It’s also where you can organise the various devices on your network (you can give each a handy icon and nickname to be easily identified). That ties in with the Parental Controls, which allow you to create different profiles – one for every child – and associate specific devices on your network with those profiles. From there, you can set up content blockers on a category or site-specific basis, as well as pause internet connectivity altogether during important moments like family dinner or when it’s time for the kids to go to bed.
The Wi-Fi on offer from the EXO AC2600 is fast, offers decent range and handles thick walls and floors better than the routers offered by UK ISPs. It offers theoretical top speeds of 800Mbps over 2.4Ghz and 1733Mbps over 5Ghz, made possible due to the inclusion of 802.11ac Wave 2 with MU-MIMO tech that can provide high-speed Wi-Fi to multiple devices at once.
This is backed up by our benchmarks, which show a marked improvement on both signal strength and range compared to the Virgin Media Hub 3 – we even managed to get a signal, however weak, in our garden, and that’s something we thought was only possible via the use of a mesh Wi-Fi system.
Virgin Media Hub 3
D-Link EXO AC2600
5m with a wall
Downstairs, near rear of the house
For context, we tested the EXO AC2600 in a typical three-bedroom terraced house in London. The first benchmark was taken 1m away from the router, located on the first floor at the front of the house. We then stepped into the room next door at a distance of 5m, then headed downstairs to the back of the house and, finally, into the garden for the ultimate test.
But while the EXO AC2600 is an all-round improvement on the default routers provided by UK ISPs, it’s still a far cry from the range on offer from mesh networks like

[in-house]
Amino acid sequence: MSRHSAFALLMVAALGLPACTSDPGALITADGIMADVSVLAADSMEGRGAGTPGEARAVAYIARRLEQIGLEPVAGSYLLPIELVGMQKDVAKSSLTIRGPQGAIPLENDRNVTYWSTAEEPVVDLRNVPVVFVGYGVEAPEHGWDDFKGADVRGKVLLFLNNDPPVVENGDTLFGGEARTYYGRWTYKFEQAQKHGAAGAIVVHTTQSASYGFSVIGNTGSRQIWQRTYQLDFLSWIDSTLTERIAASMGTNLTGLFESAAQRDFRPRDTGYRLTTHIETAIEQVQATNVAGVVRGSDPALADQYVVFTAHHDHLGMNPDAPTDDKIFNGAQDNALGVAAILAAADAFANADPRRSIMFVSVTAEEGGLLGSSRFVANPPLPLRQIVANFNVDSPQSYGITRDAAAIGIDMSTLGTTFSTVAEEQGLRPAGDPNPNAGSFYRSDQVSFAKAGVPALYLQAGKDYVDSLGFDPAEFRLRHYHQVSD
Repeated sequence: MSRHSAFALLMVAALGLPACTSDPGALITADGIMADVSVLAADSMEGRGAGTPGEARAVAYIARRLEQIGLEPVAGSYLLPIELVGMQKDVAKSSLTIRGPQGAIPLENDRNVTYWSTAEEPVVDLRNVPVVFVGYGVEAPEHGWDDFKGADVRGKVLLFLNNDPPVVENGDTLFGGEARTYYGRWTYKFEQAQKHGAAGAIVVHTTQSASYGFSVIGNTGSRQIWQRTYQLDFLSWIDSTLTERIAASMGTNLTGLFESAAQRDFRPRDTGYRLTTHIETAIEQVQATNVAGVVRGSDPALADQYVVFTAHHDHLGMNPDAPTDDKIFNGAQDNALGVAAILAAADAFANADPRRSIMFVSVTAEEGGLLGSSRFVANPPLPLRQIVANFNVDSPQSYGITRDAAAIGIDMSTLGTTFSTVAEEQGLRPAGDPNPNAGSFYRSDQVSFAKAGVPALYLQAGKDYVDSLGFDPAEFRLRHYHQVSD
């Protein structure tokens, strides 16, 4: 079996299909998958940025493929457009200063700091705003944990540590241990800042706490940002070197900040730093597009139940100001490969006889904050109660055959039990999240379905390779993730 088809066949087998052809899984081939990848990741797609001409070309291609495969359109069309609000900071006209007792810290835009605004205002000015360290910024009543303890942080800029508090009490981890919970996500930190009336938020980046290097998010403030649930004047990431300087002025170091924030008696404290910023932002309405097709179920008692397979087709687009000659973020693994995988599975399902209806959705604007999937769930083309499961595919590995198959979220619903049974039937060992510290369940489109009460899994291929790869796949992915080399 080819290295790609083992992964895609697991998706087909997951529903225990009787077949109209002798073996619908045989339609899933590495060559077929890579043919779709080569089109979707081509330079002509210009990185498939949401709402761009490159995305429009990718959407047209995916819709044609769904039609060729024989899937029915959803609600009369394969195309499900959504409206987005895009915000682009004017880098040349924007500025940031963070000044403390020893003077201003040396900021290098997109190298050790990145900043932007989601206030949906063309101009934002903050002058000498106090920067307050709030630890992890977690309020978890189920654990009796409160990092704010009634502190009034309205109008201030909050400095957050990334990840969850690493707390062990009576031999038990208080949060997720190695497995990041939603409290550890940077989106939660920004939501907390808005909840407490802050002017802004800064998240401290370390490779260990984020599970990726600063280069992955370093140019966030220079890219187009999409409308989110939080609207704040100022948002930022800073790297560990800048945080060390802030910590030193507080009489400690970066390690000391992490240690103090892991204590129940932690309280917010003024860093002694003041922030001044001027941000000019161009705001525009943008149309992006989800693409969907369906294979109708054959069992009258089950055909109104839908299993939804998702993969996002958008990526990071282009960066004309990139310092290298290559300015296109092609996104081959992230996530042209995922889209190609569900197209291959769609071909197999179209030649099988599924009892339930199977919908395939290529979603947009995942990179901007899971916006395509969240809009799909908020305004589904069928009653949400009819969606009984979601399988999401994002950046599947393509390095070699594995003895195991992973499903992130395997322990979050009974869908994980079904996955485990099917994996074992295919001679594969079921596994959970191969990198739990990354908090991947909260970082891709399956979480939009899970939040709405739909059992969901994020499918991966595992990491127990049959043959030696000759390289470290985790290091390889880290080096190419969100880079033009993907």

TP-Link’s Deco P9. There is still a lot to like about the EXO AC2600 though – the likes of Virgin Media and BT don’t offer built-in McAfee protection, an app to customise the Wi-Fi experience and a suite of advanced parental controls, after all.
If you do find you need the range, the good news is that the EXO AC2600 is “mesh-ready” with D-Link offering optional
DAP-1620 range extenders (
$50) that offer a mesh-like experience, although it’s limited to dual-band and not tri-band wireless connectivity like the best-performing mesh systems available in 2020.
Unfortunately, we were unable to get our hands on the DAP-1620 to connect to the EXO AC2600 and put it to the test for ourselves, so we can’t comment on the performance right now. For more information on mesh systems we have tested, take a look at our selection of the
best mesh Wi-Fi kits.
The D-Link EXO AC2600 is a strong improvement on the Virgin Media Hub 3, providing better range and faster overall speeds than the default provided by the UK ISPs, and comes with a whole host of family-focused features. The crown of which is a robust parental control system that can track history, block websites and pause the internet entirely via a smartphone app, Google Assistant or Amazon Alexa.
You’ve also got peace of mind in terms of security, offering router-level McAfee protection for five years along with Anti-Virus protection on supported devices for two years.
The range, while an improvement on what you’ll get from BT or Virgin Media, still falls short of that offered by mesh Wi-Fi systems, but the optional DAP-1620 extender could help depending on the layout of your home.
D-Link EXO AC2600: Specs
- 802.11ac Wave 2 Wi-Fi with MU-MIMO
- theoretical top speeds of 800Mbps (2.4Ghz) and 1733Mbps (5Ghz)
- 4x Gigabit Ethernet ports
- Gigabit WAN port
- USB 2.0 port
- USB 3.0 port
- built-in Ookla Speedtest functionality
- Extensive Parental Controls
- Mobile app for iOS and Android
- McAfee Protection and Anti-Virus for devices